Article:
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Lung Cancer

Lung cancer is one of the leading cancers affecting the population of India and usually originates in the airway passages of the respiratory tract. It can also begin in other parts of the lung such as the cells in the bronchioles and alveoli.

In 2010, an estimated 5.56 lakh died of cancer in India. Among these deaths, approximately 11.4% were men diagnosed with lung cancer.

The most common types of lung cancer are small cell lung cancer (SCLC) and non-small cell lung cancer (NSCLC). Although highly uncommon, both cell types can simultaneously be affected with cancer. Approximately 85-90% of lung cancers are diagnosed as NSCLC.

Some of the risk factors for Lung Cancer include;

  • Tobacco smoke: Tobacco smoke is the leading cause of lung cancer. Smoke from cigarettes, pipes, or cigars release harmful substances that can damage lung cells when inhaled. The more a person is exposed to smoke, the greater the likelihood of developing lung cancer.
  • Radon: Radon is a radioactive gas that you cannot see, smell or taste. It forms in soil and rocks. People that work in mines may be exposed to radon. Extended exposure to radon can damage lung cells.
  • Asbestos and other substances: Exposure to asbestos, arsenic, chromium, nickel, soot, tar, and other substances can cause lung cancer. The risk is highest for those with years of exposure.
  • Air pollution
  • Family history
  • Personal history of lung cancer
  • Older Age

Common Symptoms and Signs that Lung Cancer may be present;

  • A cough that does not go away or gets worse
  • Chest pain that is often worse with deep breathing, coughing, or laughing
  • Hoarseness
  • Weight loss and loss of appetite
  • Coughing up blood or rust-colored sputum
  • Shortness of breath
  • Feeling tired or weak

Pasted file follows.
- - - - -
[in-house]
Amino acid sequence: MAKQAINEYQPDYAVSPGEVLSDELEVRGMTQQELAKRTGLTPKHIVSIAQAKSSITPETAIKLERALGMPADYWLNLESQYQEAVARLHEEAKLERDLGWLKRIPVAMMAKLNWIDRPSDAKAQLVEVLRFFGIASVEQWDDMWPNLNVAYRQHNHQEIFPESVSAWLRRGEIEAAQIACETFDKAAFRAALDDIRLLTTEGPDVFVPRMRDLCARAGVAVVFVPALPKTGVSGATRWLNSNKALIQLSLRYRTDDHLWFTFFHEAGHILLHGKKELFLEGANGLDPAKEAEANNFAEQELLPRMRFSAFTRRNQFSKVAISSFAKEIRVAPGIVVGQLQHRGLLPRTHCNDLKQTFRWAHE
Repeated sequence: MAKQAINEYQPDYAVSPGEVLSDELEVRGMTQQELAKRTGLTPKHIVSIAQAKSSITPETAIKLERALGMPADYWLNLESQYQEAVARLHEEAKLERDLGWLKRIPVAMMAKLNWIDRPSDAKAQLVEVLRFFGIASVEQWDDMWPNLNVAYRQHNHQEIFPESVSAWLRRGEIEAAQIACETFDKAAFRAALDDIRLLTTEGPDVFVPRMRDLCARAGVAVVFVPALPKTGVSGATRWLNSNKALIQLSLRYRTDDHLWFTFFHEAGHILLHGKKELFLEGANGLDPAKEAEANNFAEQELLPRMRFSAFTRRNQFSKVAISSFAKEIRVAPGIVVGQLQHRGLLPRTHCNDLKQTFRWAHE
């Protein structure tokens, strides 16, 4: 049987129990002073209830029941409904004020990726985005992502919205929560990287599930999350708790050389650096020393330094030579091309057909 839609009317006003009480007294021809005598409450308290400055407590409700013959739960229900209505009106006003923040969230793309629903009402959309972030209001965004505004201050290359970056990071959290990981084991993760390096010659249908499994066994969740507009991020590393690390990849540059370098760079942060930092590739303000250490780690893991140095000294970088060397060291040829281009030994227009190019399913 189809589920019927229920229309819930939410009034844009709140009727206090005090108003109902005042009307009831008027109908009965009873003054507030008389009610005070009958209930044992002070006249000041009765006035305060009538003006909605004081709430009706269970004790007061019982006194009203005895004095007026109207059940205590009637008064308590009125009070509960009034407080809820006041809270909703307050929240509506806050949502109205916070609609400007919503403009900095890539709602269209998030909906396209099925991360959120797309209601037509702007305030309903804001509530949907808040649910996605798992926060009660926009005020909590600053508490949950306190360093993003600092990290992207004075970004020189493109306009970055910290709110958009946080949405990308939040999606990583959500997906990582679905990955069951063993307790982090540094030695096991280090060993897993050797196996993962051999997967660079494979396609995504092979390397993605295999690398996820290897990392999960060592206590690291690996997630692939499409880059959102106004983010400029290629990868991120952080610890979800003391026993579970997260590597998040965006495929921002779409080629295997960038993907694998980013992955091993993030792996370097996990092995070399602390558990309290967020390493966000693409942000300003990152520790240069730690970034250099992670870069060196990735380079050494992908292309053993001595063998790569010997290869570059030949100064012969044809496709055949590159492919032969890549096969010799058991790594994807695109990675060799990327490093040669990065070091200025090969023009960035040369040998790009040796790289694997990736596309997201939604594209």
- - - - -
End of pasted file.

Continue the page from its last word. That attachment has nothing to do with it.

• Infections such as bronchitis and pneumonia that don’t go away or keep coming back
  • New onset of wheezing
  • Horner syndrome
  • Superior vena cava syndrome
  • Paraneoplastic syndromes

Diagnosis of Lung Cancer

Although symptoms may suggest that cancer is present, the use of diagnostic imaging can help confirm whether the cancer really exists. The following are imaging tests that may be conducted in diagnosing lung cancer:

  • Chest x-ray
  • Computed tomography (CT) scan
  • Magnetic resonance imaging (MRI) scan
  • Positron emission tomography (PET) scan
  • Bone scan

Treatment Options for Lung Cancer

Treatment options may consist of surgery, chemotherapy, radiation therapy, other localized therapies or any combination of these treatments.

  • Surgery may consist of a pneumonectomy, lobectomy, or segmentectomy where all or part of the lung is removed. In some instances, the nearby lymph nodes may be removed for observation also.
  • Chemotherapy is a systemic therapy that uses anti-cancer drugs to kill or stop the growth of cancer cells.
  • Radiation therapy consists of external beam radiotherapy and brachytherapy or internal radiation therapy.
  • External beam is a treatment option that uses localized high energy radiation beams to eliminate cancer cells and keep them from growing.
  • Brachytherapy uses a radioactive substance, usually in the form of seeds which are placed directly into or near the cancer which helps to shrink the tumor.
  • Other therapies can include radiofrequency ablation, photodynamic therapy, laser therapy, and stent placement.